Inside dark, polar moon craters, water not as invincible as expected, scientists argue
Credit: NASA’s Goddard Space Flight Center
The Moon’s south pole region is home to some of the most extreme environments in the solar system: it’s unimaginably cold, massively cratered, and has areas that are either constantly bathed in sunlight or in darkness. This is precisely why NASA wants to send astronauts there in 2024 as part of its Artemis program.
The most enticing feature of this southernmost region is the craters, some of which never see the light of day reach their floors. The reason for this is the low angle of sunlight striking the surface at the poles. To a person standing at the lunar south pole, the Sun would appear on the horizon, illuminating the surface sideways, and, thus, skimming primarily the rims of some craters while leaving their deep interiors in shadow.
As a result of the permanent darkness, NASA’s Lunar Reconnaissance Orbiter (LRO) has measured the coldest temperatures in the solar system inside these craters, which have become known as perfect environments for preserving material like water for eons. Or so we thought.
It turns out that despite temperature that dips to -388 degrees Fahrenheit (-233 Celsius) and can presumably keep frost locked in soil virtually forever, water is slowly escaping the topmost, super thin layer (thinner than the width of a red blood cell) of the Moon’s surface. NASA scientists reported this finding recently in paper in the journal Geophysical Research Letters.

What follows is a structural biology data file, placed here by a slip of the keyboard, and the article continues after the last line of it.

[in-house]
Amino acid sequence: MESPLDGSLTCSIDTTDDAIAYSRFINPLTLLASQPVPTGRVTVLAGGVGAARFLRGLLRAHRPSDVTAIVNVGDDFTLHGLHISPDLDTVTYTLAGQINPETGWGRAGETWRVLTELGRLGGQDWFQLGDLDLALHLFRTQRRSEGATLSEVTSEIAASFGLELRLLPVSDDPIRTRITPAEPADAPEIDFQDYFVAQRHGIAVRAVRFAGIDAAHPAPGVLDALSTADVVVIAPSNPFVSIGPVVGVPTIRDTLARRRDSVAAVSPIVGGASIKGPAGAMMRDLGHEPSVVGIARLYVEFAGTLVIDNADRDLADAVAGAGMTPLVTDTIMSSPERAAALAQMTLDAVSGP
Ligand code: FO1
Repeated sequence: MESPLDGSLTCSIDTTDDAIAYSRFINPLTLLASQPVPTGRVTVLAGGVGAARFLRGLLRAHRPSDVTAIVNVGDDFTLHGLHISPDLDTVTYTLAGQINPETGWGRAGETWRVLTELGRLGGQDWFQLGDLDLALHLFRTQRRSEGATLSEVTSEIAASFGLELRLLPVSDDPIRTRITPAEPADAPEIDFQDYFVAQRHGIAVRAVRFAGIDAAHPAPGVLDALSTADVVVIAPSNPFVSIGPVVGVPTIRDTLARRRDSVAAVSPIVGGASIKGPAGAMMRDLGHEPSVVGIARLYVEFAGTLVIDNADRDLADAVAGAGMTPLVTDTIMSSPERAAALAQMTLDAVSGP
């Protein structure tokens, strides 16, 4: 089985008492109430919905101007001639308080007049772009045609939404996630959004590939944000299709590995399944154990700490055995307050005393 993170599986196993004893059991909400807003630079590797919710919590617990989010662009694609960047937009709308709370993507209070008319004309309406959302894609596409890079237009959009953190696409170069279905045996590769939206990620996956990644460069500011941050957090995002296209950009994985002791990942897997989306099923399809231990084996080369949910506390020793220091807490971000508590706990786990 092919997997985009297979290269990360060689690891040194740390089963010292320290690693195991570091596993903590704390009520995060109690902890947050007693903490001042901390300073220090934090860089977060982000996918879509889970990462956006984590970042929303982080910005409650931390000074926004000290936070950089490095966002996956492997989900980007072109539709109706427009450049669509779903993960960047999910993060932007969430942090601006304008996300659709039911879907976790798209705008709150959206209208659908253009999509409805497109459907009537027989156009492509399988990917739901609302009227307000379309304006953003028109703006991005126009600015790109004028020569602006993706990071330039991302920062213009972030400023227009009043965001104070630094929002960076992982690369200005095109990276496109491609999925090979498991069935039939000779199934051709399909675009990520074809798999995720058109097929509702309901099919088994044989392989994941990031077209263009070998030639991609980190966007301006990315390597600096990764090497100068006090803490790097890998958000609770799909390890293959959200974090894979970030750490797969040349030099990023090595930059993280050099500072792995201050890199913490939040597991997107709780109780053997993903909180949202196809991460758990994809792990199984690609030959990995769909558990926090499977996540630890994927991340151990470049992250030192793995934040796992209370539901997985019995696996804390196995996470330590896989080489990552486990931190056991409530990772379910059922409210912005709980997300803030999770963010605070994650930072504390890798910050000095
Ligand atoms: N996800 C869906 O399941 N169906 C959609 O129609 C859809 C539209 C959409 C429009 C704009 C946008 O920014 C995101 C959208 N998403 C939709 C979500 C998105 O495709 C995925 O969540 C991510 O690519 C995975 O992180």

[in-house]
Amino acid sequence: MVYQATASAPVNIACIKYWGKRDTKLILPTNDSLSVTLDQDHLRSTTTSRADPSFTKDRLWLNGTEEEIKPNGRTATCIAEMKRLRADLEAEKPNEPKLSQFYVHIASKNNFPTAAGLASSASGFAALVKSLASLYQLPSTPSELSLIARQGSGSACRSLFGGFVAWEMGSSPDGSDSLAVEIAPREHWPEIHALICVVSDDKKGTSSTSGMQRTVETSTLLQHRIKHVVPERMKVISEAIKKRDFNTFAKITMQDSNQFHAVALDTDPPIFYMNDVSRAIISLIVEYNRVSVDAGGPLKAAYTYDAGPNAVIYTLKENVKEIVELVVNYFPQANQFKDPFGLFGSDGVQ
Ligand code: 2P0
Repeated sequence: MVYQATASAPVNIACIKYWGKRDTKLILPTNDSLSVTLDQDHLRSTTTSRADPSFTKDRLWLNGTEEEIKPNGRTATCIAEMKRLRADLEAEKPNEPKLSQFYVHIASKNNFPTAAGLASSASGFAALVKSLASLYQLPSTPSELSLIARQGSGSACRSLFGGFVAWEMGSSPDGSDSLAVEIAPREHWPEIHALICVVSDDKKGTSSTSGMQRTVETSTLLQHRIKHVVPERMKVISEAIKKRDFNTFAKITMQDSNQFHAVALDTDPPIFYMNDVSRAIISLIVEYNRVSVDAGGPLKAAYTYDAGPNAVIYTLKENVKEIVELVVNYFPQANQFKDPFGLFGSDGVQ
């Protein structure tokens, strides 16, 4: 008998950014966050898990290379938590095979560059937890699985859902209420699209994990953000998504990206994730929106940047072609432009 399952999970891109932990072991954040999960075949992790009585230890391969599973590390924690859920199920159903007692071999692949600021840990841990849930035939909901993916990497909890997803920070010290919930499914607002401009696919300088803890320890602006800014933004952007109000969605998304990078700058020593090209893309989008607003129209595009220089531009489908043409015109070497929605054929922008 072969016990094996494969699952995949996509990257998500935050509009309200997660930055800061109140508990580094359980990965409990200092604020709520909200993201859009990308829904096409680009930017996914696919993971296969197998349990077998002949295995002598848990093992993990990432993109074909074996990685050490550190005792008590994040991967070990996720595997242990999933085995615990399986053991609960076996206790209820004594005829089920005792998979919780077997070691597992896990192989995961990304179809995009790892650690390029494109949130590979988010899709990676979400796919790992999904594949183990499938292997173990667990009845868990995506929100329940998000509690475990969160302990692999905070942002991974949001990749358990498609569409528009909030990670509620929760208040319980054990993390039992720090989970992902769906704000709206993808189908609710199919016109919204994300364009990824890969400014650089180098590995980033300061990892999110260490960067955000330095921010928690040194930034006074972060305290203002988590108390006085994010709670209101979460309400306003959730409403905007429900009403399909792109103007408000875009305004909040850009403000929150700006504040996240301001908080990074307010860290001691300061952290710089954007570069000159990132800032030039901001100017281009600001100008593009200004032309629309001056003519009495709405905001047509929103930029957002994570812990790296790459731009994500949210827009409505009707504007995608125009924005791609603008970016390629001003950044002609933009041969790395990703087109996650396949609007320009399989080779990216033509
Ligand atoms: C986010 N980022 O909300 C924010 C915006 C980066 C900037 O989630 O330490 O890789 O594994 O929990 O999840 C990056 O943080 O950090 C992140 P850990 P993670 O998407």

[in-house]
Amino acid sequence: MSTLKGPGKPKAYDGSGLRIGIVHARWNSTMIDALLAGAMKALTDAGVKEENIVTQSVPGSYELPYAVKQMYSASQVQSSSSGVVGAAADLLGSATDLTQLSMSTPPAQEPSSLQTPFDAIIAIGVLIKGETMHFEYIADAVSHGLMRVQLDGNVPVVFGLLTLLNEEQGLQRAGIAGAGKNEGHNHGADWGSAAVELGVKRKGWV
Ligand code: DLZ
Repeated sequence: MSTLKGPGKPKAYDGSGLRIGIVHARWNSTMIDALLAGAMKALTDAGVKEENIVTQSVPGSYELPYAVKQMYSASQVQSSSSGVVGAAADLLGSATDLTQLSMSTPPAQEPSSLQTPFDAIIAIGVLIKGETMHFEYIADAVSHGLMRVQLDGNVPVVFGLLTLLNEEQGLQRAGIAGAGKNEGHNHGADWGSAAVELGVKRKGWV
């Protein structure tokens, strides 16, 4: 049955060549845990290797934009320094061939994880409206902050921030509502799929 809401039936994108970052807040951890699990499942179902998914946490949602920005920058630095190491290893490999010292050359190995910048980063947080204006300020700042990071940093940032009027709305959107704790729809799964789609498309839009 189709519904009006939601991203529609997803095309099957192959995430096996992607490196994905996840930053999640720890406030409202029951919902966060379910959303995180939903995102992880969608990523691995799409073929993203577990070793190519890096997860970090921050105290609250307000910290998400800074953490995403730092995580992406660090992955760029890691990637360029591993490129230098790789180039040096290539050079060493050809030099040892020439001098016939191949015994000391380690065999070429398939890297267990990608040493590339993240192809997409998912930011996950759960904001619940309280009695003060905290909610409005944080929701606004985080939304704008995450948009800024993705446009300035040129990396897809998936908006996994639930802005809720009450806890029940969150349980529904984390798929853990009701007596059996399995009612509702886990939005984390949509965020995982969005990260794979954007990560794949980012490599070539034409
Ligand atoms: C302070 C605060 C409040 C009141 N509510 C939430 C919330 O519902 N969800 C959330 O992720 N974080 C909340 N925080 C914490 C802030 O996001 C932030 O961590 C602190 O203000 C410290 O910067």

“People think of some areas in these polar craters as trapping water and that’s it,” said William M. Farrell, a plasma physicist at NASA’s Goddard Space Flight Center in Greenbelt, Maryland, who led the lunar frost research. “But there are solar wind particles and meteoroids hitting the surface, and they can drive reactions that typically occur at warmer surface temperatures. That’s something that’s not been emphasized.”
Unlike Earth, with its plush atmosphere, the Moon has no atmosphere to protect its surface. So when the Sun sprays charged particles known as the solar wind into the solar system, some of them bombard the Moon’s surface and kick up water molecules that bounce around to new locations.
Likewise, wayward meteoroids constantly smash into the surface and uproot soil mingled with frozen bits of water. Meteoroids can hurtle these soil particles — which are many times smaller than the width of a human hair — as far as 19 miles (30 kilometers) away from the impact site, depending on the size of the meteoroid. The particles can travel so far because the Moon has low gravity and no air to slow things down: “So every time you have one of these impacts, a very thin layer of ice grains is spread across the surface, exposed to the heat of the Sun and to the space environment, and eventually sublimated or lost to other environmental processes,” said Dana Hurley, a planetary scientist at the Johns Hopkins University Applied Physics Laboratory in Laurel, Maryland.
While it’s important to consider that even in the shadowed craters water is slowly seeping out, it’s possible that water is being added, too, the paper authors note. Icy comets that crash into the Moon, plus the solar wind, could be replenishing it as part of a global water cycle; that’s something scientists are trying to figure out. Additionally, it’s not clear how much water there is. Is it sitting only in the top layer of the Moon’s surface or does it extend deep into the Moon’s crust, scientists wonder?